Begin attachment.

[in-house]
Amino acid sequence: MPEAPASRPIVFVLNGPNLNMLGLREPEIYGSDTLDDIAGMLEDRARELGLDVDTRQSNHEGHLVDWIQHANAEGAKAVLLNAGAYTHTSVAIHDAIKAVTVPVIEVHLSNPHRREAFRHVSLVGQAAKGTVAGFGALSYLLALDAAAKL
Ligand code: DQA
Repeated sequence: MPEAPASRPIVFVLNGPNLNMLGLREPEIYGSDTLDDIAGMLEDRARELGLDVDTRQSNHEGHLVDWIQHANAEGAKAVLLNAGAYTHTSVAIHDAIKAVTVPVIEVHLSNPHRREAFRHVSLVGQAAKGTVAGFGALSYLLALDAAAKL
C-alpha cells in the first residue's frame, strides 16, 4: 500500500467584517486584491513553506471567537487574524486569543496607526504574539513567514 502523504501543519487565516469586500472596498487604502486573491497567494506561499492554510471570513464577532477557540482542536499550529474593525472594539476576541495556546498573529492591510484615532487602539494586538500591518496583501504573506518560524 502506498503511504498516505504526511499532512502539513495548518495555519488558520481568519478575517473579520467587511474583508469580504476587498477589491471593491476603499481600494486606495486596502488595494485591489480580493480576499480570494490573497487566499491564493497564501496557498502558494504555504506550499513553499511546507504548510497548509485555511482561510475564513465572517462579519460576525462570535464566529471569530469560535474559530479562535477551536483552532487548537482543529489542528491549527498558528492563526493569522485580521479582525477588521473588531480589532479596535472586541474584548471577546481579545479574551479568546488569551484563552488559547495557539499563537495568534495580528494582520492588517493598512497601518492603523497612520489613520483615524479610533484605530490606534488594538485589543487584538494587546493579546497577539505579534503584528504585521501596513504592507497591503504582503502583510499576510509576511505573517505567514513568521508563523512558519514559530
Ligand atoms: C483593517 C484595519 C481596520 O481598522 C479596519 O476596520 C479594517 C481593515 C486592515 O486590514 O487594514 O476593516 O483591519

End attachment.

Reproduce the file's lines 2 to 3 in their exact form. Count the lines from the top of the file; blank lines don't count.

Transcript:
Amino acid sequence: MPEAPASRPIVFVLNGPNLNMLGLREPEIYGSDTLDDIAGMLEDRARELGLDVDTRQSNHEGHLVDWIQHANAEGAKAVLLNAGAYTHTSVAIHDAIKAVTVPVIEVHLSNPHRREAFRHVSLVGQAAKGTVAGFGALSYLLALDAAAKL
Ligand code: DQA